Did a former State Department official tell Qaddafi how to manipulate the US?

That's the implication of documents found by Al Jazeera in Tripoli. The documents also suggest that US Rep. Dennis Kucinich tried to help provide legal assistance to the Libyan regime.

Harry Hamburg/AP/File
In this March 17, 2010 file photo, Rep. Dennis Kucinich (D) of Ohio, speaks during a news conference on Capitol Hill in Washington.

A producer for Al Jazeera found documents at the sacked Libyan intelligence headquarters in Tripoli that say former Assistant Secretary of State for Near Eastern Affairs David Welch met with emissaries of Muammar Qaddafi in early August and advised the regime on the best route for its own survival.

Al Jazeera also found a summary of a conversation between an emissary of Mr. Qaddafi and Rep. Dennis Kucinich (D) of Ohio. The summary says Mr. Kucinich wanted evidence of Al Qaeda ties or evidence of atrocities carried out by the rebels to use in support of Qaddafi's son Saif al-Islam at the International Criminal Court and in filing a lawsuit against NATO.

Kucinich told the Atlantic Wire that all the document mentioning him proves is that "that the Libyans were reading the Washington Post, and read there about my efforts to stop the war." But the Wire notes that the Post article cited in the Libyan summary "doesn't summarize Kucinich's more detailed questions about the intervention" that the summary references. Regardless, Kucinich's opposition to the NATO air campaign against Qaddafi is already in the public record.

But Mr. Welch, who in 2008 helped broker the deal in which Libya promised $1.5 billion in reparations to families of the victims of the Lockerbie bombing in exchange for full normalization of ties, has been largely silent in public on Libya.

His principal partner in the Lockerbie negotiations was Saif al-Islam. He also met directly with Qaddafi prior to the deal's signing in August 2008. When the deal was signed, Welch said payment of compensation to the Lockerbie victims "will mark the completion of a process that began in 2001, that has already seen Libya take steps forward as a model among nations to renounce terror and weapons of mass destruction."

Welch is now the senior official in North Africa and the Middle East for the Bechtel Corporation, a job he took almost immediately after retiring from the State Department in December 2008. He's spent much of the past three years seeking to expand the construction company's extensive business interests in Libya. Such "revolving door" jobs, in which US government officials get private sector jobs that benefit from the contacts and relationships they developed while in service of the state, are common in Washington.

Before war broke out, Bechtel was building a 1,400 megawatt power plant for the government near Qaddafi's hometown of Sirte. In 2009, it opened its first representative office in Tripoli since the 1960s. Bechtel's press release on the new office referred to a Libyan "construction frenzy" and said that "business was booming" in Libya since international sanctions were lifted in 2003.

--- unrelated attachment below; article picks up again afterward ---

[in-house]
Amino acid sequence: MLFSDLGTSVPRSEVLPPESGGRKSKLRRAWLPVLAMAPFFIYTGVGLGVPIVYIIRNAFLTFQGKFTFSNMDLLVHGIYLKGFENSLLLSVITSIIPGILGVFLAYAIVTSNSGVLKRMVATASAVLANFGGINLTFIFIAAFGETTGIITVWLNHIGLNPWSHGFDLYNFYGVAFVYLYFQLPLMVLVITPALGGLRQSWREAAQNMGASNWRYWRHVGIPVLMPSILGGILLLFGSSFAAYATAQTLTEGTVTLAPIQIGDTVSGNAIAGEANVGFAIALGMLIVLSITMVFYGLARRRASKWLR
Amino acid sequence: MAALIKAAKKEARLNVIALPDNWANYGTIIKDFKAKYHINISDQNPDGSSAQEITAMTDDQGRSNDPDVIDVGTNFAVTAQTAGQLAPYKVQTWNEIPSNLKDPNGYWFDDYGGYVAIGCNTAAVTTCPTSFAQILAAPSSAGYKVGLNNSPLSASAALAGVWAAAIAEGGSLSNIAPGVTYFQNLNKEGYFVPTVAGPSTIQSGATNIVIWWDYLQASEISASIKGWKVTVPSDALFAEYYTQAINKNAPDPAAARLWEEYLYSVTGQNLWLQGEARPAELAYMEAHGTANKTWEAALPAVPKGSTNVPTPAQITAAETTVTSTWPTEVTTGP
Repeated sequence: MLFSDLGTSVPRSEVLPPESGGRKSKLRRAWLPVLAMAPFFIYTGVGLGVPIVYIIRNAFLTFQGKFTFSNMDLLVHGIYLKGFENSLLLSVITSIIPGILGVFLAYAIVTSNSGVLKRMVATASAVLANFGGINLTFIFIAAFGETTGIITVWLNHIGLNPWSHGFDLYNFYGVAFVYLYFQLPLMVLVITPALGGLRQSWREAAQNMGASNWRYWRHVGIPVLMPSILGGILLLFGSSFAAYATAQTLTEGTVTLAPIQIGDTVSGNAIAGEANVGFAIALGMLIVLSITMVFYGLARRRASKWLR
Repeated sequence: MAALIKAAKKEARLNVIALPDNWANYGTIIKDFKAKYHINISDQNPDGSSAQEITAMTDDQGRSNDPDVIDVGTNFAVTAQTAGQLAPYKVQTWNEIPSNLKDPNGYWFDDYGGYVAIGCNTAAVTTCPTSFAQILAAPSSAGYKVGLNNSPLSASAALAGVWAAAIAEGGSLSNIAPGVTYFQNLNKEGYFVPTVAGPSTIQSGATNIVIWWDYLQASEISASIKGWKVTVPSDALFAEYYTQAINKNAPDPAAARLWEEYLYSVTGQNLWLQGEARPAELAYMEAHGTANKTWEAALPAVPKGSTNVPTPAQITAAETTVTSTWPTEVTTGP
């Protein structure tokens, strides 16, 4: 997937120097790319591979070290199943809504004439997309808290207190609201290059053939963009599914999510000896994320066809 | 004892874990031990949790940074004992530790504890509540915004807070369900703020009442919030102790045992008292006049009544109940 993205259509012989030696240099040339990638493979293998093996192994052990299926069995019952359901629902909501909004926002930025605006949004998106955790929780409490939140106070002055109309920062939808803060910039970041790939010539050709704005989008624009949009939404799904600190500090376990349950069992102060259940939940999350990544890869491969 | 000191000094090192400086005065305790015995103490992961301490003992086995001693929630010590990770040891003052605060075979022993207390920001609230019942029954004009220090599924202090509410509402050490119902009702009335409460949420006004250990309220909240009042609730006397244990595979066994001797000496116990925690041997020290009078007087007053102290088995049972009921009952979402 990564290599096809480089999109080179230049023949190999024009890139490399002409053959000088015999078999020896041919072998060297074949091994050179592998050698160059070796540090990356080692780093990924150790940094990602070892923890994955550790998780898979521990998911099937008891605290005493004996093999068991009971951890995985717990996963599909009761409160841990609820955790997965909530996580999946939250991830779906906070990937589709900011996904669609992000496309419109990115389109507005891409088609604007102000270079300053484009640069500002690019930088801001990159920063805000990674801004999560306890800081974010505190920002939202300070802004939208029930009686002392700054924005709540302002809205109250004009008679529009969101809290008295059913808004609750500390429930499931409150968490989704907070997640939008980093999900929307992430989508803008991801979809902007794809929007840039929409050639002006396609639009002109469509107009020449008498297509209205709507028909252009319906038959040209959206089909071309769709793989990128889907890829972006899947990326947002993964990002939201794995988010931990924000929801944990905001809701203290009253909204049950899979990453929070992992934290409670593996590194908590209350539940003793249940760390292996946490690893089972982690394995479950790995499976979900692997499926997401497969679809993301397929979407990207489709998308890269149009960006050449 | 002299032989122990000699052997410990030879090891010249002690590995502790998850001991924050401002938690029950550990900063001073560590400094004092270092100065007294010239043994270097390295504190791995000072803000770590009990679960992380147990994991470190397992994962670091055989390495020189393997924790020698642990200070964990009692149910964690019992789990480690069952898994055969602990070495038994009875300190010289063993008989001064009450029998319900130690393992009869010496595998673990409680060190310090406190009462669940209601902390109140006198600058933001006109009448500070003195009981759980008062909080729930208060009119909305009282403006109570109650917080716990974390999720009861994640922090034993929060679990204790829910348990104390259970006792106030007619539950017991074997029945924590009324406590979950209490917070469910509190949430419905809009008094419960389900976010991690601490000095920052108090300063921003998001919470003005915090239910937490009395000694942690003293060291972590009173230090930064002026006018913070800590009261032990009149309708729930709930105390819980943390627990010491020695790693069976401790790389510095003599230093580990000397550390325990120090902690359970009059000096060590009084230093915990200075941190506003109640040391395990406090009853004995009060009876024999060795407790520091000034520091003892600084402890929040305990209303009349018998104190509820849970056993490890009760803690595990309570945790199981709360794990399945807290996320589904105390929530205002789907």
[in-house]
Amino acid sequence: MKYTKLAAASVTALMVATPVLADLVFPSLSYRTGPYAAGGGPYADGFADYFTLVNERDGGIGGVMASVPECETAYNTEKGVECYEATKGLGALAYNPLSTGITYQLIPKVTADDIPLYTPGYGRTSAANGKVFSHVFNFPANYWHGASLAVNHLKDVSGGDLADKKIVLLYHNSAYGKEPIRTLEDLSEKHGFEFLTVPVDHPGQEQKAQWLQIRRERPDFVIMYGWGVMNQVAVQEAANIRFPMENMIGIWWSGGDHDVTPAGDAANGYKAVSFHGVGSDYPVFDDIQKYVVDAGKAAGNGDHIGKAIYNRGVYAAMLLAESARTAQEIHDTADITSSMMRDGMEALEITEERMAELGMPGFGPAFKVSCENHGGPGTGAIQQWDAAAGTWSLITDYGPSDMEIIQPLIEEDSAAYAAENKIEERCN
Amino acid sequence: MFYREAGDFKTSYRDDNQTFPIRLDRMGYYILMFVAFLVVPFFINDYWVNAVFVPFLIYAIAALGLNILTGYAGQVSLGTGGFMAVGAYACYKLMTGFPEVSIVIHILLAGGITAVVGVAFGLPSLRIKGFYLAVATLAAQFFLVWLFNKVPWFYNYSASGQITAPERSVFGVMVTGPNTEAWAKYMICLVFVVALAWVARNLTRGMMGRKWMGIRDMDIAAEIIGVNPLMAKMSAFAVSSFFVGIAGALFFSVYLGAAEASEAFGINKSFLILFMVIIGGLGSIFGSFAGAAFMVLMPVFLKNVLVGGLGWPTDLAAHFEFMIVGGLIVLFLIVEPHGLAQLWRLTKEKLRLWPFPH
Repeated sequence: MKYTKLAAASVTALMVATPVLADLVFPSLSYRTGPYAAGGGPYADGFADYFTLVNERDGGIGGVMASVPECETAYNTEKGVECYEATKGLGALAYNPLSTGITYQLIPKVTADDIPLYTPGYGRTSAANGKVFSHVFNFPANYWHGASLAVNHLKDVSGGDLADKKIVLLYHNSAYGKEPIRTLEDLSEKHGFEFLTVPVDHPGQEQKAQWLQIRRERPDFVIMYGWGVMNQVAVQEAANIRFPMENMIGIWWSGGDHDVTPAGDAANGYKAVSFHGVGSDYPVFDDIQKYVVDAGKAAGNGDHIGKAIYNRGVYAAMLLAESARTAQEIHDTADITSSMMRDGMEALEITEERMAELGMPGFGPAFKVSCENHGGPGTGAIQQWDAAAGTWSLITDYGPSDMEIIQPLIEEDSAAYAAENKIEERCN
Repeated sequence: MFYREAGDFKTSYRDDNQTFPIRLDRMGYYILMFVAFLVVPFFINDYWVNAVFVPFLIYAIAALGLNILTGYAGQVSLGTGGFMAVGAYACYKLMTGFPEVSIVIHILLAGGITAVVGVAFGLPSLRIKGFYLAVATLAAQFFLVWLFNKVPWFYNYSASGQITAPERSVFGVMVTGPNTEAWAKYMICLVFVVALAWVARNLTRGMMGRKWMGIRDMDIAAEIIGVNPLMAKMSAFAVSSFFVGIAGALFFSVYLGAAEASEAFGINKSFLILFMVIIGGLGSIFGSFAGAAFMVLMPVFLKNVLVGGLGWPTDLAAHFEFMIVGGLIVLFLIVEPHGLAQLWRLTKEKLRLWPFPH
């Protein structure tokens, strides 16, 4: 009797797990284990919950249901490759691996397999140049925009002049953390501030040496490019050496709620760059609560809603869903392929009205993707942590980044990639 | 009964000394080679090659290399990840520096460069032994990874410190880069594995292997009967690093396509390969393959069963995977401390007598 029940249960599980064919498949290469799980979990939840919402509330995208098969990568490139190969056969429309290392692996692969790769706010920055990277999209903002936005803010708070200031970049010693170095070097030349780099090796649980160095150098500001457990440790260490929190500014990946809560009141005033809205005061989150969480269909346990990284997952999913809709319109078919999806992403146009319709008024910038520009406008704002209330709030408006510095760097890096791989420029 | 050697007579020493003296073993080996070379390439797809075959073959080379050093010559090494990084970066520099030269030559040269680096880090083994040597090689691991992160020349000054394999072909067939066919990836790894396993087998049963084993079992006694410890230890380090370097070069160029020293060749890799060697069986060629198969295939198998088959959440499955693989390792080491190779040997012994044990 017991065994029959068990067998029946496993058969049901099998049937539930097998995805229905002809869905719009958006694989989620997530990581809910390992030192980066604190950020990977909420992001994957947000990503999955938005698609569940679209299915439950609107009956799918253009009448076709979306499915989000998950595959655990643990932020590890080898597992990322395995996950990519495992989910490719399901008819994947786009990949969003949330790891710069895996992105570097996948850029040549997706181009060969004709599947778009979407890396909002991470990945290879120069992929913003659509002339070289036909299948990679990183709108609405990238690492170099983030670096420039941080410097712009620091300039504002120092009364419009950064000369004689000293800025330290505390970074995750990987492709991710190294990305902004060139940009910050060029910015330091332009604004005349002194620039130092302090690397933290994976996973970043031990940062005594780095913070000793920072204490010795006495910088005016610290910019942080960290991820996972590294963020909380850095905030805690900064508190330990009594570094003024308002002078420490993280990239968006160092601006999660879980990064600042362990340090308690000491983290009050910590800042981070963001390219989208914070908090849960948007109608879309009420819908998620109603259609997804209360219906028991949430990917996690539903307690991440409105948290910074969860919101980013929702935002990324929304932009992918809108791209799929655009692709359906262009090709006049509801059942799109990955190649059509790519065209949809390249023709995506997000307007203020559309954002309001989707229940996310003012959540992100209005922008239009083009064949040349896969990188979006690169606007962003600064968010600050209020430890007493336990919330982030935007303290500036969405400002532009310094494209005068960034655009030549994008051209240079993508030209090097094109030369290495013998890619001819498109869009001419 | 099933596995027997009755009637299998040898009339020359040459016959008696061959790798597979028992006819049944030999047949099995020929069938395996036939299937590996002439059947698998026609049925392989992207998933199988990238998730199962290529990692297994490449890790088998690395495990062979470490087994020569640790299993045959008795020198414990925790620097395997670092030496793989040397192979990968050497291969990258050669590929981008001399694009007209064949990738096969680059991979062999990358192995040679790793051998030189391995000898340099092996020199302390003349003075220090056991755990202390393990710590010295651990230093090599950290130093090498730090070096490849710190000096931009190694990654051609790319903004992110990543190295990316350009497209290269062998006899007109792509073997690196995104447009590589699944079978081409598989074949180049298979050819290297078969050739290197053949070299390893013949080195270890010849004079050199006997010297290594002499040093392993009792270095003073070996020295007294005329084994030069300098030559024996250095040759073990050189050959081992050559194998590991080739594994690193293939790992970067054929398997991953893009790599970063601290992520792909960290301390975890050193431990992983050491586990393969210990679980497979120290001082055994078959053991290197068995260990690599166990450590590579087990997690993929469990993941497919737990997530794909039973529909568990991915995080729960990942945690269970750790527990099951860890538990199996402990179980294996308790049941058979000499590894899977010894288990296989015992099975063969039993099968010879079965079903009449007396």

According to minutes, written in Arabic, that Al Jazeera found this week in the Tripoli compound, Welch met with senior Qaddafi officials Abubakr Alzleitny and Mohammed Ahmed Ismail on Aug. 2, 2011, in Cairo's Four Seasons hotel, not far from the US embassy where he once served as ambassador. He was there to advise them on how the Qaddafi regime could survive.

According to the minutes, Welch pointed out what he saw as disagreements within the Obama administration that Libya might be able to exploit, made suggestions about which Libyan diplomats would be best at swaying the Obama administration, and praised Qaddafi spokesman Moussa Ibrahim for making points that "embarrass" the United States.

One Libyan sent to the US as an emissary was Mustafa al-Zaidi, a key Qaddafi aide who served in the Libyan embassy in Germany in the 1980s, when Qaddafi was blamed for a terrorist attack on a bar popular with US soldiers, and was allegedly present at the Abu Salim prison massacre in 1996, in which over 1,000 people were murdered. Welch told the Libyans that sending Mr. Zaidi was a mistake, and recommended a more acceptable diplomat for future contacts.

Welch also suggested that "confidence building measures" be made by the Libyans to improve their standing with the US government, and mentioned reports that shoulder-fired, heat-seeking missiles had gone missing form Qaddafi's arsenal. He recommended they disclose how many were missing and say "how Libya is concerned about the missiles falling into the hands of extremist or religious organizations," according to the document. He also recommended that "any information related to Al Qaeda or other terrorist fanatic organizations should be found and given to the American side via the intelligence agencies of either Israel, Egypt, Morroco, or Jordan."

If true, this amounts to giving advice to a de facto adversary on how best to sway US government opinion.

The Qaddafi regime has repeatedly sought to paint Libya's rebels as the result of an alliance between Al Qaeda and NATO. Before the start of the uprising in February, Libya was an intelligence partner of the US on Islamist militants. The US transferred alleged militants in its custody to Libya and was sometimes given access to detainees in Libyan custody.

State Department spokeswoman Victoria Nuland said Wednesday that "this was a private trip" and that Welch was acting as a private citizen. Welch did not respond to a request for comment from Al Jazeera.

The meeting occurred weeks before Tripoli fell, while the Obama administration and Libya's own rebels were insisting that the only possible end to the conflict would include Qaddafi, wanted on war crimes charges by the International Criminal Court, stepping down.

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